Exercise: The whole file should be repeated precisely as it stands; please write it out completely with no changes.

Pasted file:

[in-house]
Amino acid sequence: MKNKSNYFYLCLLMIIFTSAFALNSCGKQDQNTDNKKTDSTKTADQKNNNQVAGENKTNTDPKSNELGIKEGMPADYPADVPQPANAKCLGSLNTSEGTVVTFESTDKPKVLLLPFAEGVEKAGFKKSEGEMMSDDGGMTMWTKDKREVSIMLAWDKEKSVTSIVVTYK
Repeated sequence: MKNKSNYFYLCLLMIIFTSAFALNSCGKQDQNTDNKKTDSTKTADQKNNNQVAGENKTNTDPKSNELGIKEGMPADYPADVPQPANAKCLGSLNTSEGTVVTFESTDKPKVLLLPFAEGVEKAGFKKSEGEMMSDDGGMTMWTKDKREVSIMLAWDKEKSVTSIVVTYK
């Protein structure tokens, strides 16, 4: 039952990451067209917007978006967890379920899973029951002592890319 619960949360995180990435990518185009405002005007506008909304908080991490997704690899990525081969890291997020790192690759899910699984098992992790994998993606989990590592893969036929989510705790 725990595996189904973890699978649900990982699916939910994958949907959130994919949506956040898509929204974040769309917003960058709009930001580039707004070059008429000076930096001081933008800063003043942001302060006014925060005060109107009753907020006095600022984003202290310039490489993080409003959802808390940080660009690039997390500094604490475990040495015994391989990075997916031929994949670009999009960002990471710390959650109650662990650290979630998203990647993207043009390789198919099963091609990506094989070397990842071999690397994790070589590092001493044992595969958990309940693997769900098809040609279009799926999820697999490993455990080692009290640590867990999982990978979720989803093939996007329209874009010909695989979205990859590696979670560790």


[in-house]
Amino acid sequence: MKNKSNYFYLCLLMIIFTSAFALNSCGKQDQNTDNKKTDSTKTADQKNNNQVAGENKTNTDPKSNELGIKEGMPADYPADVPQPANAKCLGSLNTSEGTVVTFESTDKPKVLLLPFAEGVEKAGFKKSEGEMMSDDGGMTMWTKDKREVSIMLAWDKEKSVTSIVVTYK
Repeated sequence: MKNKSNYFYLCLLMIIFTSAFALNSCGKQDQNTDNKKTDSTKTADQKNNNQVAGENKTNTDPKSNELGIKEGMPADYPADVPQPANAKCLGSLNTSEGTVVTFESTDKPKVLLLPFAEGVEKAGFKKSEGEMMSDDGGMTMWTKDKREVSIMLAWDKEKSVTSIVVTYK
């Protein structure tokens, strides 16, 4: 039952990451067209917007978006967890379920899973029951002592890319 619960949360995180990435990518185009405002005007506008909304908080991490997704690899990525081969890291997020790192690759899910699984098992992790994998993606989990590592893969036929989510705790 725990595996189904973890699978649900990982699916939910994958949907959130994919949506956040898509929204974040769309917003960058709009930001580039707004070059008429000076930096001081933008800063003043942001302060006014925060005060109107009753907020006095600022984003202290310039490489993080409003959802808390940080660009690039997390500094604490475990040495015994391989990075997916031929994949670009999009960002990471710390959650109650662990650290979630998203990647993207043009390789198919099963091609990506094989070397990842071999690397994790070589590092001493044992595969958990309940693997769900098809040609279009799926999820697999490993455990080692009290640590867990999982990978979720989803093939996007329209874009010909695989979205990859590696979670560790």